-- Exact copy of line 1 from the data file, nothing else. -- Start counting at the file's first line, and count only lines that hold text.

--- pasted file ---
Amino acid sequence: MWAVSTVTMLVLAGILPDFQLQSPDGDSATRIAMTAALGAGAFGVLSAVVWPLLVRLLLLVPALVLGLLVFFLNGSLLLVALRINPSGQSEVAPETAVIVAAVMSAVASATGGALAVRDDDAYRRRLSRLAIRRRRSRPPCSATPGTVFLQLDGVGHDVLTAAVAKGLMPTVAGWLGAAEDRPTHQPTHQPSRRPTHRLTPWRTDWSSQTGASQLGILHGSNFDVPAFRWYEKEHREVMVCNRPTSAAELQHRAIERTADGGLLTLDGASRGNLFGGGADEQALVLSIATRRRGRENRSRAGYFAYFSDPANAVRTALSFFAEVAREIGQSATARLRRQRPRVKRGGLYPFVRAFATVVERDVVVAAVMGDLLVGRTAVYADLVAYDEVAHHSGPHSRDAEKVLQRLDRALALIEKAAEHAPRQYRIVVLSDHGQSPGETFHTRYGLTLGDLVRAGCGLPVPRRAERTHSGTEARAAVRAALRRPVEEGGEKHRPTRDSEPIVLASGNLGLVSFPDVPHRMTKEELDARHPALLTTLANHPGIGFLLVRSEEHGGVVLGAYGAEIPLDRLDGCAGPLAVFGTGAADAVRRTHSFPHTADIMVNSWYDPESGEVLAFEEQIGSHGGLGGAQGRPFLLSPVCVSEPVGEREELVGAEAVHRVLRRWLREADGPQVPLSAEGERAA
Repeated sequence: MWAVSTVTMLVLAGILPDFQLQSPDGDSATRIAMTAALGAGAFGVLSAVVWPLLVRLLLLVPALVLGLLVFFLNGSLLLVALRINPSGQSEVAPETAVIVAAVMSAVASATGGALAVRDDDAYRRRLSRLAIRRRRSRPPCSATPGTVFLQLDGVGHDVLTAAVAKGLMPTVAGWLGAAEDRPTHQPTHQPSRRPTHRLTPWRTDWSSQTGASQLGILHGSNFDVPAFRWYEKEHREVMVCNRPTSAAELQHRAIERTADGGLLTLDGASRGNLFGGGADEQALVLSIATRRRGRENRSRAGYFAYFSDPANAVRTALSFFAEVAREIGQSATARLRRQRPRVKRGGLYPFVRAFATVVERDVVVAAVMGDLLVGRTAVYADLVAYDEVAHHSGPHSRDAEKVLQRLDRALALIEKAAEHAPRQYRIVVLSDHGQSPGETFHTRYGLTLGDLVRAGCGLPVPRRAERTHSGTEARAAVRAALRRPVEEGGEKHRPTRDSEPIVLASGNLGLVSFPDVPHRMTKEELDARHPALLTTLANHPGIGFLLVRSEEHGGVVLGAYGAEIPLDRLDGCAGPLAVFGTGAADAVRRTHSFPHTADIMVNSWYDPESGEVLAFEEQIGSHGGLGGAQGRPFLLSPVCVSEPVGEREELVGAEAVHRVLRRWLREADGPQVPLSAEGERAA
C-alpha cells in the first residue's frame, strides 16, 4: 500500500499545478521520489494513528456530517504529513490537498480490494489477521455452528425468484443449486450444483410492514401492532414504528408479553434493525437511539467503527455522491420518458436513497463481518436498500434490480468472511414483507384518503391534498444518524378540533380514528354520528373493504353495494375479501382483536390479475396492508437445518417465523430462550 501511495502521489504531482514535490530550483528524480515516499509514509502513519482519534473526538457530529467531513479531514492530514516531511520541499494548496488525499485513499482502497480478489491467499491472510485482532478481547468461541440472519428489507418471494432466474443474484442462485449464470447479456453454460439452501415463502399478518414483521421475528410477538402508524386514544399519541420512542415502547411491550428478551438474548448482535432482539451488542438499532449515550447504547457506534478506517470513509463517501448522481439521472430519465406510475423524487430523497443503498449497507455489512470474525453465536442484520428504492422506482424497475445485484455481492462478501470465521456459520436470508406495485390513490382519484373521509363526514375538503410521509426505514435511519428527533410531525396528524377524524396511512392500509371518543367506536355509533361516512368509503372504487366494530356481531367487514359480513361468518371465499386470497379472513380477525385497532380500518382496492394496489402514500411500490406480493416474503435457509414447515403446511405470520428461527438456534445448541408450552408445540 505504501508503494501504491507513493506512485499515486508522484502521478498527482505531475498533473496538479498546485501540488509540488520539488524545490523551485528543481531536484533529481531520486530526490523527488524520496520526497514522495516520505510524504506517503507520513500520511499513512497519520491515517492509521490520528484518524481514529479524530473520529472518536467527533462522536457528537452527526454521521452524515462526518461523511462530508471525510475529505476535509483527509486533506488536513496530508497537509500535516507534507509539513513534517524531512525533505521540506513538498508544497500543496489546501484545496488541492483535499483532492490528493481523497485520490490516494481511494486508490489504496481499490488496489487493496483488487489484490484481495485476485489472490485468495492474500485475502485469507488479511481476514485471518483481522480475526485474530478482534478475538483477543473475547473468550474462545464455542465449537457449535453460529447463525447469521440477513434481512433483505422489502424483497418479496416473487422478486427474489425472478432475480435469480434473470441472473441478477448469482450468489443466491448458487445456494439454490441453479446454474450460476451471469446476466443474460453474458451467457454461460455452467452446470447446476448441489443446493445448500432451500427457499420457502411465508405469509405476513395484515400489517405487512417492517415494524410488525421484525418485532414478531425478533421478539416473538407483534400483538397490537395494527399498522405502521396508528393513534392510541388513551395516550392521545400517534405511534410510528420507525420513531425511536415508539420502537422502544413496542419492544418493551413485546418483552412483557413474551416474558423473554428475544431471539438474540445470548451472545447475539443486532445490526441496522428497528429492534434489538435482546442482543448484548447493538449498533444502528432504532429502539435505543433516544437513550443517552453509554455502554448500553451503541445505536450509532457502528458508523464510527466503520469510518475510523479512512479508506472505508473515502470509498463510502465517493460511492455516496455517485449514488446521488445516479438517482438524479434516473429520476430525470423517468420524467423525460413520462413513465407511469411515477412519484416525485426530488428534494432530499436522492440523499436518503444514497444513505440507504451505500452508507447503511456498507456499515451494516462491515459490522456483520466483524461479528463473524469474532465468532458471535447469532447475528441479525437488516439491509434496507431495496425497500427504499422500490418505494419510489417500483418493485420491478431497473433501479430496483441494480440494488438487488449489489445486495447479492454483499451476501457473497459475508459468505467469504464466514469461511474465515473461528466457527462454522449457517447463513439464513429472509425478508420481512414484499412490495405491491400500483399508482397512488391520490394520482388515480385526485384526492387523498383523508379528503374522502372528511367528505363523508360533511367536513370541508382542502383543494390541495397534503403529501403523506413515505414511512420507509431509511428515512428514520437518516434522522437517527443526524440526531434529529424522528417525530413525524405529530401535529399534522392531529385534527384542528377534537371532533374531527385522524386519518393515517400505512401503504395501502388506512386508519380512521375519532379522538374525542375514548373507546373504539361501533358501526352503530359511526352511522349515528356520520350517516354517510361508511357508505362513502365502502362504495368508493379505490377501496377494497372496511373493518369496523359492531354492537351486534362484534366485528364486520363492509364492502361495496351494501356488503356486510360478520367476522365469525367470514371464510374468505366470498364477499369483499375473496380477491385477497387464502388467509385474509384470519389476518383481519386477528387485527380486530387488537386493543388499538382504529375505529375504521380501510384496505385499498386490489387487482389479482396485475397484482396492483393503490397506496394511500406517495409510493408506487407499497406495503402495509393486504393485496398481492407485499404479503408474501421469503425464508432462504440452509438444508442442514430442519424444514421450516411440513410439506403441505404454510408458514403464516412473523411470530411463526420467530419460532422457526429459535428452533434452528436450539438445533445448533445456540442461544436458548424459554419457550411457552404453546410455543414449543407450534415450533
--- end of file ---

Amino acid sequence: MWAVSTVTMLVLAGILPDFQLQSPDGDSATRIAMTAALGAGAFGVLSAVVWPLLVRLLLLVPALVLGLLVFFLNGSLLLVALRINPSGQSEVAPETAVIVAAVMSAVASATGGALAVRDDDAYRRRLSRLAIRRRRSRPPCSATPGTVFLQLDGVGHDVLTAAVAKGLMPTVAGWLGAAEDRPTHQPTHQPSRRPTHRLTPWRTDWSSQTGASQLGILHGSNFDVPAFRWYEKEHREVMVCNRPTSAAELQHRAIERTADGGLLTLDGASRGNLFGGGADEQALVLSIATRRRGRENRSRAGYFAYFSDPANAVRTALSFFAEVAREIGQSATARLRRQRPRVKRGGLYPFVRAFATVVERDVVVAAVMGDLLVGRTAVYADLVAYDEVAHHSGPHSRDAEKVLQRLDRALALIEKAAEHAPRQYRIVVLSDHGQSPGETFHTRYGLTLGDLVRAGCGLPVPRRAERTHSGTEARAAVRAALRRPVEEGGEKHRPTRDSEPIVLASGNLGLVSFPDVPHRMTKEELDARHPALLTTLANHPGIGFLLVRSEEHGGVVLGAYGAEIPLDRLDGCAGPLAVFGTGAADAVRRTHSFPHTADIMVNSWYDPESGEVLAFEEQIGSHGGLGGAQGRPFLLSPVCVSEPVGEREELVGAEAVHRVLRRWLREADGPQVPLSAEGERAA